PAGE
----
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Paul Sagar 07 Feb 2020
In reply to Jon Greengrass:

I've started a coach-designed training programme, and what is striking is how much non-climbing specific strength work I need to do so as to supplement and then improve my climbing. So I'd say you are doing the right thing hitting the gym, and all you're experiencing now is initial fatigue as it's a shock to your system, but soon you'll be able to handle it plus climbing just fine.

One thing I would say though is introduce more functional cross training into your session. So be looking to do things that stabilise and strengthen your upper back and shoulders especially. Various exercises on the TRX or other such suspension trainer device are good for this:

https://www.youtube.com/watch?v=pmJO5amKLk4

I'd also strongly recommend doing core strengthening work, as this will pay huge dividends later for climbing. Don't just mindlessly do sit ups though, ideally prioritise front planks, side planks, and hollow body holds. Download the Crimpd app for some good suggestions (with video guides) on this front.

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Jon Greengrass 07 Feb 2020
In reply to NOG:

> My preference at the moment at a typical gym is some kind of suspension trainer e.g. rings/TRX - rows, I's ,Y's & T's (facing forwards or backwards depending) and use a portable fingerboard that you can hang on a chin-up bar and do some dead-hangs/chin-ups on that. Leg-raises while hanging on a bar/fingerboard for core.

This would be my preference and I did have space in the garage for a set of rings, but its currently full of the rest of the family's stuff and I don't have anywhere in the house where I would be allowed to set up a chin up bar or fingerboard.

> and which would also save you 20mins in the car.

I have to make this journey anyway to drop my daughter off at a club she goes to. By going to the gym while I in town rather than driving home I actually gain 20 minutes training time.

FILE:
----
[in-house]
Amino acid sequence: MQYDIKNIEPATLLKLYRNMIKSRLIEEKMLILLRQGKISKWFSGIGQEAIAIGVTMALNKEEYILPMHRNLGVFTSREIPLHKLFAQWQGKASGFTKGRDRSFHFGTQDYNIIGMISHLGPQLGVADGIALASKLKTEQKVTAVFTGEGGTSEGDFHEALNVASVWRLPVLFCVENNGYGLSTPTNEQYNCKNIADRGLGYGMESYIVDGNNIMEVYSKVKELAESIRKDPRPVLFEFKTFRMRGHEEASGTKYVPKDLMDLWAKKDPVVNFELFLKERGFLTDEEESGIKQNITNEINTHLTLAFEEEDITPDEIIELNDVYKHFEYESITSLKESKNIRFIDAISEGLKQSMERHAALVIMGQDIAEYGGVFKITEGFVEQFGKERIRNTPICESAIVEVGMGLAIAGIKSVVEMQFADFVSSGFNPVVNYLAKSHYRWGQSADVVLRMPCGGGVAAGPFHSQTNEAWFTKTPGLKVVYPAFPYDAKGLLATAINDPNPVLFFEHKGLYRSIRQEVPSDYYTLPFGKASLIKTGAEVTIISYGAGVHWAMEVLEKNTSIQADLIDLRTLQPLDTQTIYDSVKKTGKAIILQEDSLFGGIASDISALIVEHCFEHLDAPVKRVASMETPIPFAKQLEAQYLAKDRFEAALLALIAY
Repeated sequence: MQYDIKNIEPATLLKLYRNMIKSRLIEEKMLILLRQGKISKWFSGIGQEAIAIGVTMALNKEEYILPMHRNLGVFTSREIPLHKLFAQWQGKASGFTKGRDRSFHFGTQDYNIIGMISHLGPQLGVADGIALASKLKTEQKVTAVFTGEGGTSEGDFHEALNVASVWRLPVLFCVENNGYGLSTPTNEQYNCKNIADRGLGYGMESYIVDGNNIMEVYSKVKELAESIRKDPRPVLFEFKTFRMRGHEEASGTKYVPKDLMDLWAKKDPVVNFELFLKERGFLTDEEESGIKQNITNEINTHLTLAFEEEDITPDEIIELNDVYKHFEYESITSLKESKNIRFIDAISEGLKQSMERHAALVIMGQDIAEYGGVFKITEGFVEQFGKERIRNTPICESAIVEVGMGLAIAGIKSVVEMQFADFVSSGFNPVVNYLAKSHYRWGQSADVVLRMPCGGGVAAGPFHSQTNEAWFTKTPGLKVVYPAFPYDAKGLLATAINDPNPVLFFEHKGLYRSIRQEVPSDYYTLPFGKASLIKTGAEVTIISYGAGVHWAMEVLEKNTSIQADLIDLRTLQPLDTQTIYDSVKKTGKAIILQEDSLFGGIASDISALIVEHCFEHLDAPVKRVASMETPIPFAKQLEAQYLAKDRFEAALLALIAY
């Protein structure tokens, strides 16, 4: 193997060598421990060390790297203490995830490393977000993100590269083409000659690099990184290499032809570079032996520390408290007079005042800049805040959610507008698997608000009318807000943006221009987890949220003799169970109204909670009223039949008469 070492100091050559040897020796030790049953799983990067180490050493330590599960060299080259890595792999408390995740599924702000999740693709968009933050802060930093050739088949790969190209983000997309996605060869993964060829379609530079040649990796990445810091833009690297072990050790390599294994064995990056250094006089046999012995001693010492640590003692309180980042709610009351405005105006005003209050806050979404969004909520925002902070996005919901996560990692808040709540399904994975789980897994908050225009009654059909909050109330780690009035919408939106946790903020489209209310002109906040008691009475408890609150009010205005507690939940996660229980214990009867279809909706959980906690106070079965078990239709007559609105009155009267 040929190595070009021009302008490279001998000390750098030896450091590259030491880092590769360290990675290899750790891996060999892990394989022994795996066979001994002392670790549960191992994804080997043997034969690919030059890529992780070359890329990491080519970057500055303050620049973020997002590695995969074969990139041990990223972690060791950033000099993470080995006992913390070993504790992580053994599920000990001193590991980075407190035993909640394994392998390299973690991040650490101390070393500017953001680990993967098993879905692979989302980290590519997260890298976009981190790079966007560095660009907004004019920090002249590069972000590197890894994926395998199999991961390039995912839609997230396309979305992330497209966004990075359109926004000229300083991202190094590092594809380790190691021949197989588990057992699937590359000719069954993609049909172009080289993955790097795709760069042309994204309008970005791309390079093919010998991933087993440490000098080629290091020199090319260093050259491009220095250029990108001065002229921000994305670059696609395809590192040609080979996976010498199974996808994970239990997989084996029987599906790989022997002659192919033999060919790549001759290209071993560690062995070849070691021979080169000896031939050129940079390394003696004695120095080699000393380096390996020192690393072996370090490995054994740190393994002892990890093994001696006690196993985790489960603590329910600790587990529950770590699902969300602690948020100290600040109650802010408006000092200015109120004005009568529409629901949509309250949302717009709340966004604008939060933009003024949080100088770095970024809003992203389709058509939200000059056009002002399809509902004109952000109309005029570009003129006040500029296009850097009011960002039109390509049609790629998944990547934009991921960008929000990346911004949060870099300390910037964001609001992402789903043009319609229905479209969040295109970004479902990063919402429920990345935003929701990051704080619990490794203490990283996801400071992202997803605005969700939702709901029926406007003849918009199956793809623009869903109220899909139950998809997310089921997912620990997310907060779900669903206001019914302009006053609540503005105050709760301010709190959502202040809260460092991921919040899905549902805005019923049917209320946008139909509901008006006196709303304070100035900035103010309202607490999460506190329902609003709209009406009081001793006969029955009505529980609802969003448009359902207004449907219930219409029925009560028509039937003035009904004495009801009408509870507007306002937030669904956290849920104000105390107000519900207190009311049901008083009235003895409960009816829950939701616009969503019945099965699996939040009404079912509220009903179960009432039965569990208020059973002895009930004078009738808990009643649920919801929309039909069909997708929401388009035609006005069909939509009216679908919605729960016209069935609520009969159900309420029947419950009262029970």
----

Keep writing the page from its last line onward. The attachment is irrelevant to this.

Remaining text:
>  Good luck

Thanks, I'll keep with it, rather than stopping after 2 weeks. 

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Mike Stretford 07 Feb 2020
In reply to Jon Greengrass: At 46 I would struggle with your training regime. I could do it but I wouldn't enjoy the Friday climbing sessions.

I do about the same as you but spread your gym work out over the week with some at home and some at the wall after climbing.

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Jon Greengrass 07 Feb 2020
In reply to Paul Sagar:

> I've started a coach-designed training programme, and what is striking is how much non-climbing specific strength work I need to do so as to supplement and then improve my climbing. 

Exactly I know that I am weak, can barely do a couple of pull-ups or any proper pressups but can onsight 7a and boulder V6 indoors. 

> Download the Crimpd app for some good suggestions (with video guides) on this front.

I have, that is where I got the idea for the finger extensor and flexor curls, but the gym is in a network and WIFI black hole, and the app doesn't appear to work with a  network connection?

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Jon Greengrass 07 Feb 2020
In reply to Mike Stretford:

> I do about the same as you but spread your gym work out over the week with some at home and some at the wall after climbing.

Ideally yes, but really my question should have been "Design me a gym workout to be done in an hour the day before a climbing session" 

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UKB Shark 07 Feb 2020
In reply to Jon Greengrass:

Better to do weights after bouldering. With the exercises you are doing a pull up bar and cheap set of dumbbells from decathlon you could do those sort of exercises at home ideally the same evening you finish a Bouldering session at the wall which admittedly requires above average levels of motivation

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UKB Shark 07 Feb 2020
In reply to Jon Greengrass:

Better to do weights after bouldering. With the exercises you are doing then with a pull up bar and cheap set of dumbbells from decathlon you could do those sort of exercises at home ideally the same evening you finish a session at the wall which admittedly requires above average levels of motivation. However, better still you could also add some finger training which can be done using a single edge.

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Jon Greengrass 07 Feb 2020
In reply to UKB Shark: